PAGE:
FLUID POWER: Instron®, a leading provider of testing equipment solutions designed to evaluate mechanical properties of materials and components, offers a new line of pneumatic grips designed with features to enhance gripping performance, usability and operator safety. The series offers a versatile gripping solution for a wide range of materials including plastics, metals, textiles, paper and foil.The 2712-04x Series Pneumatic Grips are available in 1, 2, 5 and 10 kN options. Designed with a robust, fully enclosed self-centering mechanism, you are assured exceptional, repeatable gripping performance. The dual-action gripping force ensures that the specimen self-centers, which allows the operator to easily maintain axiality of loading without having to adjust for changes in the specimen thickness. The enclosed design resists dirt and debris, keeping the grips clean and low-maintenance.
The Pneumatic Grips have a larger throat area that increases room for the operator fingers and reduces the pinching hazard. Other features include: an air valve to open and close the grips, rotatable air inlet with flow control, lock nut design that removes backlash, and a large space between the jaw faces and the grip body. The 5 and 10 kN models feature adjustable offset for lap-shear, composites, and other asymmetrical specimens.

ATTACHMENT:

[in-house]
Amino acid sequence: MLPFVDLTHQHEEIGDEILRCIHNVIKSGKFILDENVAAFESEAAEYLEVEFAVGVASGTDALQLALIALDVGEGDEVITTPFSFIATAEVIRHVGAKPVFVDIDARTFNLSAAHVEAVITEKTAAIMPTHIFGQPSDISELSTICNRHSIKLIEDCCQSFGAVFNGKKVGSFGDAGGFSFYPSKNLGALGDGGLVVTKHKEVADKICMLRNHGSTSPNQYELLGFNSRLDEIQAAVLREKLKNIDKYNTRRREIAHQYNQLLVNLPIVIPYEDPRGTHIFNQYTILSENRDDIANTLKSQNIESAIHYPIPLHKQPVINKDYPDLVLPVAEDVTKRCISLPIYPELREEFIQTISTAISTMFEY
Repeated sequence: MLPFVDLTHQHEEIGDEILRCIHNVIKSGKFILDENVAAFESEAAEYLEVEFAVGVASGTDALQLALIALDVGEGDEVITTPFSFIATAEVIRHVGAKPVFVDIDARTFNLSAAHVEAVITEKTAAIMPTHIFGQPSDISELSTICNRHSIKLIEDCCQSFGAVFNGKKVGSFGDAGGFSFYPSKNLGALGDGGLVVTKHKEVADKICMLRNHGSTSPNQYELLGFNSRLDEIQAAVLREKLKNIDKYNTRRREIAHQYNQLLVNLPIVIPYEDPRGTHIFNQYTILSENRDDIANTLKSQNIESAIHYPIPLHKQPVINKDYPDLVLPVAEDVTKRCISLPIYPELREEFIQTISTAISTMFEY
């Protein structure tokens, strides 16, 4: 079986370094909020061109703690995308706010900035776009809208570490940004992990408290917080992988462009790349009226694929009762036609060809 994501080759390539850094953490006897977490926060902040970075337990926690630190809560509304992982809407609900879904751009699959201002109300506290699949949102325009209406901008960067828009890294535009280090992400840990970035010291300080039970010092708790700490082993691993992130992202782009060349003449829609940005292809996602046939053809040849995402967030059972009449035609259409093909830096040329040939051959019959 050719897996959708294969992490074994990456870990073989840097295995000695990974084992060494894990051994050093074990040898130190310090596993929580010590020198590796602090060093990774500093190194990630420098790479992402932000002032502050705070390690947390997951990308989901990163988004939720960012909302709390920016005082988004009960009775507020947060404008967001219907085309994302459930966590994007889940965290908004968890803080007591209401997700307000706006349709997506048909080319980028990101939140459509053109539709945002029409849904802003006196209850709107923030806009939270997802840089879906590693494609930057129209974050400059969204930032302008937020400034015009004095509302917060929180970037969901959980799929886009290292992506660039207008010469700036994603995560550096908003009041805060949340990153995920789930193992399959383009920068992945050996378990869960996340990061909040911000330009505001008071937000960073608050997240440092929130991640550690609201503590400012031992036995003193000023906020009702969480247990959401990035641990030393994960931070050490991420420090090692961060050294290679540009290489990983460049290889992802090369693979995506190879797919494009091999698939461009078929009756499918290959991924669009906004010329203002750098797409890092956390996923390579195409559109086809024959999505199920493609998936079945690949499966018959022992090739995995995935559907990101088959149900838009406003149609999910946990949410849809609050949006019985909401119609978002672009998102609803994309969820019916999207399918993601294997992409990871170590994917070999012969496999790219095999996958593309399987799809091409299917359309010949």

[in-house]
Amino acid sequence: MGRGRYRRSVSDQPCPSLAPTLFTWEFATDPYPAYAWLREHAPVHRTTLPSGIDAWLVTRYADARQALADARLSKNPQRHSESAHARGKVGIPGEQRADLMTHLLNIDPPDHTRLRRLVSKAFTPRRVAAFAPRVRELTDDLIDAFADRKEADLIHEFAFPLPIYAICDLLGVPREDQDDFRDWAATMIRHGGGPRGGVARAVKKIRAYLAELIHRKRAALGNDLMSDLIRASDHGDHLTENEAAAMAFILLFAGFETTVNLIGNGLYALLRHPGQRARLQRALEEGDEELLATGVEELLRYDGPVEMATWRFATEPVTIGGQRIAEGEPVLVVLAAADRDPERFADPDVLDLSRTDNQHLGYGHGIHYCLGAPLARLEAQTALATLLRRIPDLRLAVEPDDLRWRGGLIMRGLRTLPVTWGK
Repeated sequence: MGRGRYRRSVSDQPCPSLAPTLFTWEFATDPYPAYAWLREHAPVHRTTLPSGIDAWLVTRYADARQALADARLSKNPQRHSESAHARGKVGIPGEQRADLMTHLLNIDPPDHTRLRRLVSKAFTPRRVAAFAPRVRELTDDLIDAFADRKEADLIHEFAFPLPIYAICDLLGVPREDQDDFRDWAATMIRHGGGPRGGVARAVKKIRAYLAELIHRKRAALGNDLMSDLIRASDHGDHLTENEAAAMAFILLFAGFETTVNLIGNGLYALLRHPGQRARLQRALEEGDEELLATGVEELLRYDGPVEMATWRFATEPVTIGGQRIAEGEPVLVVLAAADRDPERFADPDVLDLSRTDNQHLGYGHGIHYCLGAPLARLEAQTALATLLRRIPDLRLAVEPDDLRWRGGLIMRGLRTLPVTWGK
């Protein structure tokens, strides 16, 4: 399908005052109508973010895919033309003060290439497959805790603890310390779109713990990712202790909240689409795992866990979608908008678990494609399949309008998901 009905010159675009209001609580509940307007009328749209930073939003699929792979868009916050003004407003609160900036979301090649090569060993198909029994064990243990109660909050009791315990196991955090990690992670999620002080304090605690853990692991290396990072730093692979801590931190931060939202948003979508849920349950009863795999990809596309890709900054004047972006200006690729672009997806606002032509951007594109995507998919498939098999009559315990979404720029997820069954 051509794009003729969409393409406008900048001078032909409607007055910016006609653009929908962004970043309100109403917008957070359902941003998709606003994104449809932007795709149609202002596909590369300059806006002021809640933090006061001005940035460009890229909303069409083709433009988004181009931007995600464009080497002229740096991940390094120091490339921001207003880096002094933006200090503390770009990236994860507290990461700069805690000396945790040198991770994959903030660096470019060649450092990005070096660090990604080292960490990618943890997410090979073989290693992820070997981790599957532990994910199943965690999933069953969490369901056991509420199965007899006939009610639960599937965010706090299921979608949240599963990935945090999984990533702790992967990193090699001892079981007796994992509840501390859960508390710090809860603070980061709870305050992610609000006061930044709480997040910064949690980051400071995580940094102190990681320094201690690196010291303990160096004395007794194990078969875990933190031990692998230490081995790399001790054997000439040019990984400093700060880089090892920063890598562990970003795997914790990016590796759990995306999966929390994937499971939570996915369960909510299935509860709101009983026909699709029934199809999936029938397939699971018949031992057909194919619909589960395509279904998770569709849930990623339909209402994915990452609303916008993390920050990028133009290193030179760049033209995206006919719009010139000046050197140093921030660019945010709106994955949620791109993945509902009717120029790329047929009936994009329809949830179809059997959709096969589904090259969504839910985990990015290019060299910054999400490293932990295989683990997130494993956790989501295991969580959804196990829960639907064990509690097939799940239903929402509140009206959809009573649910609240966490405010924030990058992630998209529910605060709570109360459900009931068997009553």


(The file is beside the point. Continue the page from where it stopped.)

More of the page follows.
Truchard will be presented the award at the 2014 Golden Mousetrap Awards ceremony during the co-located events Pacific Design & Manufacturing, MD&M West, WestPack, PLASTEC West, Electronics West, ATX West, and AeroCon.
Robots that walk have come a long way from simple barebones walking machines or pairs of legs without an upper body and head. Much of the research these days focuses on making more humanoid robots. But they are not all created equal.
The IEEE Computer Society has named the top 10 trends for 2014. You can expect the convergence of cloud computing and mobile devices, advances in health care data and devices, as well as privacy issues in social media to make the headlines. And 3D printing came out of nowhere to make a big splash.
For industrial control applications, or even a simple assembly line, that machine can go almost 24/7 without a break. But what happens when the task is a little more complex? That’s where the “smart” machine would come in. The smart machine is one that has some simple (or complex in some cases) processing capability to be able to adapt to changing conditions. Such machines are suited for a host of applications, including automotive, aerospace, defense, medical, computers and electronics, telecommunications, consumer goods, and so on. This discussion will examine what’s possible with smart machines, and what tradeoffs need to be made to implement such a solution.